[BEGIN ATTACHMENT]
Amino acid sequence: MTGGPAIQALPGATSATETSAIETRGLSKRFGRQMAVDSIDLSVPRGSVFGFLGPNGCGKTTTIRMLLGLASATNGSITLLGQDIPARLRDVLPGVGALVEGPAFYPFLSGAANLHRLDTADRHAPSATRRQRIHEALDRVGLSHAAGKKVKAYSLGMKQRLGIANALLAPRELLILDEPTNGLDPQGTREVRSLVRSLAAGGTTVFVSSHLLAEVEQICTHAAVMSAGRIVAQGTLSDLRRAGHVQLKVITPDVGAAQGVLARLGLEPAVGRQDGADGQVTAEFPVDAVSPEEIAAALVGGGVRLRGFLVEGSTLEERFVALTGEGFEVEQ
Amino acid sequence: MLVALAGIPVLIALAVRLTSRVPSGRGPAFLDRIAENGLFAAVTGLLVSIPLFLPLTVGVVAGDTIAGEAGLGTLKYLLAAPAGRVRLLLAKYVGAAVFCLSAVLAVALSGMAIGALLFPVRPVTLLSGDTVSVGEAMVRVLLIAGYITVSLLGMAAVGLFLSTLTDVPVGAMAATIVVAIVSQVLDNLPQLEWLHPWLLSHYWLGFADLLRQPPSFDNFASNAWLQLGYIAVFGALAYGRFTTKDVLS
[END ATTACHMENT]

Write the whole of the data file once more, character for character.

Amino acid sequence: MTGGPAIQALPGATSATETSAIETRGLSKRFGRQMAVDSIDLSVPRGSVFGFLGPNGCGKTTTIRMLLGLASATNGSITLLGQDIPARLRDVLPGVGALVEGPAFYPFLSGAANLHRLDTADRHAPSATRRQRIHEALDRVGLSHAAGKKVKAYSLGMKQRLGIANALLAPRELLILDEPTNGLDPQGTREVRSLVRSLAAGGTTVFVSSHLLAEVEQICTHAAVMSAGRIVAQGTLSDLRRAGHVQLKVITPDVGAAQGVLARLGLEPAVGRQDGADGQVTAEFPVDAVSPEEIAAALVGGGVRLRGFLVEGSTLEERFVALTGEGFEVEQ
Amino acid sequence: MLVALAGIPVLIALAVRLTSRVPSGRGPAFLDRIAENGLFAAVTGLLVSIPLFLPLTVGVVAGDTIAGEAGLGTLKYLLAAPAGRVRLLLAKYVGAAVFCLSAVLAVALSGMAIGALLFPVRPVTLLSGDTVSVGEAMVRVLLIAGYITVSLLGMAAVGLFLSTLTDVPVGAMAATIVVAIVSQVLDNLPQLEWLHPWLLSHYWLGFADLLRQPPSFDNFASNAWLQLGYIAVFGALAYGRFTTKDVLS